In Figure 3(b), the thermal transitions for the second scan of PVA are shown. Two main events appeared: which is located at 221°C and at 73°C. Although several sources report that can be found at 85°C [5662], it is well known that the presence of water could act as a plasticizer causing a reduction in this value [63]. The effects caused by ADD were analyzed in a previous study [60]. Nonetheless, it can be mentioned that PVA + ADD exhibits a lower than pure PVA. The addition of the ADD shows that plasticizing effect of LA predominated in the system because it has the highest concentration in the system (15% in comparison with 0.25% of GA) and because LA is partially grafted on hydroxyl groups of PVA which, generally, causes disturbing or attenuation of hydrogen bonding between parallel PVA chains as well as disturbing of regularity of chain stacking by the presence of randomly distributed lactide groups pendant to polymer chains [19].

The first scan for BAPM is exhibited in Figure 3(b). As can be observed, CA + ADD transitions are hidden by the PVA + ADD one. Nonetheless, it is worth mentioning that both individual polymers do not interact beyond the interface because the polymers interactions are evidenced by this technique as a unique . If any sample of a binary polymer system exhibits a single glass transition between the values of both components and a composition-dependent shift in of the blend is clearly observed, then the system can be regarded as a highly miscible one. In the case where one component is crystalline, observation of a melting point depression of this polymer also supports the miscibility of the polymer pair [64]. However, it is not the present case, which confirms that CA + ADD and PVA + ADD keep their structural, functional, and morphological integrity in the BAPM.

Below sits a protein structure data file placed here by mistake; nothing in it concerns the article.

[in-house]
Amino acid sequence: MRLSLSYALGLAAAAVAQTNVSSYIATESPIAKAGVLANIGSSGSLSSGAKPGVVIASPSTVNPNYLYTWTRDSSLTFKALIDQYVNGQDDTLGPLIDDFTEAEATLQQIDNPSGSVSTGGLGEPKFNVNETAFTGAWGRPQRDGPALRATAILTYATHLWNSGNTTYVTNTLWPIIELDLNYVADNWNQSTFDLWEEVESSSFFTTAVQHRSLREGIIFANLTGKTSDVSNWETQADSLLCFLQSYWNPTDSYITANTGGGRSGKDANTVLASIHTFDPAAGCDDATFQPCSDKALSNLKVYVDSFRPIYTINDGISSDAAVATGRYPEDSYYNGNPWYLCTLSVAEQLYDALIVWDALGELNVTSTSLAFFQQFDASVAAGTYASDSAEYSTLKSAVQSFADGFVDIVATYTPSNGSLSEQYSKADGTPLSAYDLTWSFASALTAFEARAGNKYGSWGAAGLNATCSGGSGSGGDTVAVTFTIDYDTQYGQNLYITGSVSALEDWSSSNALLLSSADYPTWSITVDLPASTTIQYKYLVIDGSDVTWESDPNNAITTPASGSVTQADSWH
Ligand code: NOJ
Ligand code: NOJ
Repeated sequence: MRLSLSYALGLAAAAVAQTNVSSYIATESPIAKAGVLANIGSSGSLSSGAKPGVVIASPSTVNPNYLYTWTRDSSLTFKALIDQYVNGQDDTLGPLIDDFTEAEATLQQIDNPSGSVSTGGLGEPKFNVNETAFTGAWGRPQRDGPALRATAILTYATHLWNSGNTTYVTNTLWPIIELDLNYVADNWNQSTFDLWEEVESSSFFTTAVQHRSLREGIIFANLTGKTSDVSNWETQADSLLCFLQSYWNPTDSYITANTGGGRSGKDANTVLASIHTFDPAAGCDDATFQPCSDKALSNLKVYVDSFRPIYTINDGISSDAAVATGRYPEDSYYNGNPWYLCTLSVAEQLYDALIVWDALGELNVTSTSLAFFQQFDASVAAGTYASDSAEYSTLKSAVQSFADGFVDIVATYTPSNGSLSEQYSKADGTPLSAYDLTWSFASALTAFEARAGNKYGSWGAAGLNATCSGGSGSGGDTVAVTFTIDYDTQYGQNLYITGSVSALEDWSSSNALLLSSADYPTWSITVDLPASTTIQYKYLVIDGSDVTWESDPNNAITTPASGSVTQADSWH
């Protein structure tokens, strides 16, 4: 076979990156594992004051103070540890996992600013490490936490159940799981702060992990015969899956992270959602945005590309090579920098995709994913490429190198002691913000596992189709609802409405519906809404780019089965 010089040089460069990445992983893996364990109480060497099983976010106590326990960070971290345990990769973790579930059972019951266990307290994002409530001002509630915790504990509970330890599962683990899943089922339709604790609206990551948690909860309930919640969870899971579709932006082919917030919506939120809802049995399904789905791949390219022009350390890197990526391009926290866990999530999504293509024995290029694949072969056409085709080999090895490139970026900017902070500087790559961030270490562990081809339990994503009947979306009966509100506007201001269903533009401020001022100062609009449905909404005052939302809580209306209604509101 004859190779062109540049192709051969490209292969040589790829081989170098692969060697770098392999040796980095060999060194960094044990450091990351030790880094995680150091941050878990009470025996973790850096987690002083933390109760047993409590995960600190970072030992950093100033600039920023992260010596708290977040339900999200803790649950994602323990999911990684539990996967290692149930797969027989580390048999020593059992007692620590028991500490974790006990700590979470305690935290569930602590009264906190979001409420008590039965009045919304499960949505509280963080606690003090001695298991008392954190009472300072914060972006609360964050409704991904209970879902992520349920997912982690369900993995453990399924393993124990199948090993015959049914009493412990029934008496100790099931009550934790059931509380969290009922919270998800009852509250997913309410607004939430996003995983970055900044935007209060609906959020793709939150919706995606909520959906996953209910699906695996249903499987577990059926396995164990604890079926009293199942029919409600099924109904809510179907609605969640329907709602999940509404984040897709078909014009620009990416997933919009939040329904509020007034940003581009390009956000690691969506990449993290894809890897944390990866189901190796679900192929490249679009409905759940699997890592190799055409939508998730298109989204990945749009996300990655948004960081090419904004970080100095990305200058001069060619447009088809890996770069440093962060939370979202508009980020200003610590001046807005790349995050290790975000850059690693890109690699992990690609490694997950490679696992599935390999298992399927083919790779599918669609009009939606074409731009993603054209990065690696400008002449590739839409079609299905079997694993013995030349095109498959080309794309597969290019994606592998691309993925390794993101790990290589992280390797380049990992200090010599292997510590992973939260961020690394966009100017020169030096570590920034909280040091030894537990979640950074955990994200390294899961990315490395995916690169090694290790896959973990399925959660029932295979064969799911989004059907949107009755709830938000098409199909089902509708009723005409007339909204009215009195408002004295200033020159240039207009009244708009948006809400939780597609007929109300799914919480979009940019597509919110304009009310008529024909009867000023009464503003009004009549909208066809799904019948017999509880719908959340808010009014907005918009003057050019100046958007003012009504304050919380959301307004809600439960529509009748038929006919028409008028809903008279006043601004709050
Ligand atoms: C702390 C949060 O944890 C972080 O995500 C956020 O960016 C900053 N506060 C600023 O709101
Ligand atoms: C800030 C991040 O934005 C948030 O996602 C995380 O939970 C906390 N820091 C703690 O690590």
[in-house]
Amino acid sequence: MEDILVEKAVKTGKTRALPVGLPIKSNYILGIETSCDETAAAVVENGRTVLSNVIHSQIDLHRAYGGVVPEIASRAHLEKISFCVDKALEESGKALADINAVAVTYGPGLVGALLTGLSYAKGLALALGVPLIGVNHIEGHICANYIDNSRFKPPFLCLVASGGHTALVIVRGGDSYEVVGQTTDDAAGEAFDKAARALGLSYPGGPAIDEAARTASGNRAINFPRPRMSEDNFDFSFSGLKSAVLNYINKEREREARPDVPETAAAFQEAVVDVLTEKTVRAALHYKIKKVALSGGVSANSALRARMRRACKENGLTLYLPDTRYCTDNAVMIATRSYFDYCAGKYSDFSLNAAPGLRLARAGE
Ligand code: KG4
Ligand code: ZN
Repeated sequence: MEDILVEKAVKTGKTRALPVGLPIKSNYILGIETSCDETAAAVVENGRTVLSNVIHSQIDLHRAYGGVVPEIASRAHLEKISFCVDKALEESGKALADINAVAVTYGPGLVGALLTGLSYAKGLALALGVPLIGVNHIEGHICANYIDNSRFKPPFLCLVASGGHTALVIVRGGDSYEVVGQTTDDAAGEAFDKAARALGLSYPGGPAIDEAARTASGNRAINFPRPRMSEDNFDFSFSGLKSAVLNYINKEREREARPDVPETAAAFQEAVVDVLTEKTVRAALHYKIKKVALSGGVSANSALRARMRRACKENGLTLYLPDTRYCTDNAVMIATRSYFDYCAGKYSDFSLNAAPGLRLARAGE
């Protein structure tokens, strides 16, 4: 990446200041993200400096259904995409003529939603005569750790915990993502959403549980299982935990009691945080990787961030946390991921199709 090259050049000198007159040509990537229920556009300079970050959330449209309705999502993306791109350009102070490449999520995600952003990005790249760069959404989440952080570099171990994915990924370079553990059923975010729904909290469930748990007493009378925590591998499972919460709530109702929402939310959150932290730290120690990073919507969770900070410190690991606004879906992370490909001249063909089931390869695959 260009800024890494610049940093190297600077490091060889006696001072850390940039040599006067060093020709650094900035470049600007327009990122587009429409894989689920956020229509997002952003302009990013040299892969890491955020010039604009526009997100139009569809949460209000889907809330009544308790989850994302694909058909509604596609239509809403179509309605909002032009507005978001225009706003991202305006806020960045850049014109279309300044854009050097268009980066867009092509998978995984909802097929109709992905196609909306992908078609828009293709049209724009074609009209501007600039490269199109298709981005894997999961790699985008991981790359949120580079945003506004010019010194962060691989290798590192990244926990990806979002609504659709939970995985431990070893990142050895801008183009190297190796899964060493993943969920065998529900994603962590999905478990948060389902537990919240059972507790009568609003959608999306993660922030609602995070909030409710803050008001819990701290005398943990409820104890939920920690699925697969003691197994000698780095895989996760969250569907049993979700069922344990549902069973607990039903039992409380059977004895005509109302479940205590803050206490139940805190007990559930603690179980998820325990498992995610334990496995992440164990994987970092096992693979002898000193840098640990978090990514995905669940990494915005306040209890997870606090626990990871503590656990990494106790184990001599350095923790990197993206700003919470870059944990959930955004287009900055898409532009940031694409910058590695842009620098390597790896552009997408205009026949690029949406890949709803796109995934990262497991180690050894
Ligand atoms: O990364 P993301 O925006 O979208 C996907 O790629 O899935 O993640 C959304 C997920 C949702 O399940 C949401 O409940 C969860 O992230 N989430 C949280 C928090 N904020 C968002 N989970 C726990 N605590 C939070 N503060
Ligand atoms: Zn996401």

3.5. Gas Permeability

The permeability coefficient is the volume of gas which, under steady conditions, crosses unit area and unit thickness of the sample in unit time under unit pressure difference and at constant temperature.

Table 3 shows the permeability coefficient in Barrer (10−10 cm3 (STP) cm/cm2 s cm Hg) for the tested samples. Gas transmission process includes three phases. In the first one, the molecules in the room with higher pressure are condensed on the surface of the film. Next, the gas is dissolved into the film and finally it leaves the polymer and experiments desorb.

FilmAirNitrogen (N2)Oxygen (O2)Carbon dioxide (CO2)

CA + ADD0.22050.53600.56190.5946
PVA + ADD0.00330.00400.00900.0528
Bilayer (CA + ADD down)0.40610.44450.77094.0960
Bilayer (PVA + ADD down)0.39470.40700.71962.3140

In contact with the lower chamber or chamber with the lower pressure.